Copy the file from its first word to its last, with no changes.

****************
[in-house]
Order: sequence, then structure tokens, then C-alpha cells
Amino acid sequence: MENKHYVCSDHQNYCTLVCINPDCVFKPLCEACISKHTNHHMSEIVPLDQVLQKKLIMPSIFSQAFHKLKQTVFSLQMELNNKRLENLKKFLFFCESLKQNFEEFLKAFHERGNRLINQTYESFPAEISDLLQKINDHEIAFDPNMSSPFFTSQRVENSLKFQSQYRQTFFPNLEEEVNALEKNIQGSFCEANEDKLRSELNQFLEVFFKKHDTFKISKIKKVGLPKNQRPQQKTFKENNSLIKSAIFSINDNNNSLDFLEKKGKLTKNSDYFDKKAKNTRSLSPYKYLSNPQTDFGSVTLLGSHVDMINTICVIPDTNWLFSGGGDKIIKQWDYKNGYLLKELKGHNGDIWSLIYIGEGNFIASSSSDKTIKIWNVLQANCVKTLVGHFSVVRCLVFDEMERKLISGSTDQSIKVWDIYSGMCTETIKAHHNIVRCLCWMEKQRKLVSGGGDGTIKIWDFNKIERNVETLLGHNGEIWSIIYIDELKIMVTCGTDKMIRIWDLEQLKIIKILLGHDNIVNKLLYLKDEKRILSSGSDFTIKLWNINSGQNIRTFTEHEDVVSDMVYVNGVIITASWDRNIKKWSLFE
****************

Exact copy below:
[in-house]
Order: sequence, then structure tokens, then C-alpha cells
Amino acid sequence: MENKHYVCSDHQNYCTLVCINPDCVFKPLCEACISKHTNHHMSEIVPLDQVLQKKLIMPSIFSQAFHKLKQTVFSLQMELNNKRLENLKKFLFFCESLKQNFEEFLKAFHERGNRLINQTYESFPAEISDLLQKINDHEIAFDPNMSSPFFTSQRVENSLKFQSQYRQTFFPNLEEEVNALEKNIQGSFCEANEDKLRSELNQFLEVFFKKHDTFKISKIKKVGLPKNQRPQQKTFKENNSLIKSAIFSINDNNNSLDFLEKKGKLTKNSDYFDKKAKNTRSLSPYKYLSNPQTDFGSVTLLGSHVDMINTICVIPDTNWLFSGGGDKIIKQWDYKNGYLLKELKGHNGDIWSLIYIGEGNFIASSSSDKTIKIWNVLQANCVKTLVGHFSVVRCLVFDEMERKLISGSTDQSIKVWDIYSGMCTETIKAHHNIVRCLCWMEKQRKLVSGGGDGTIKIWDFNKIERNVETLLGHNGEIWSIIYIDELKIMVTCGTDKMIRIWDLEQLKIIKILLGHDNIVNKLLYLKDEKRILSSGSDFTIKLWNINSGQNIRTFTEHEDVVSDMVYVNGVIITASWDRNIKKWSLFE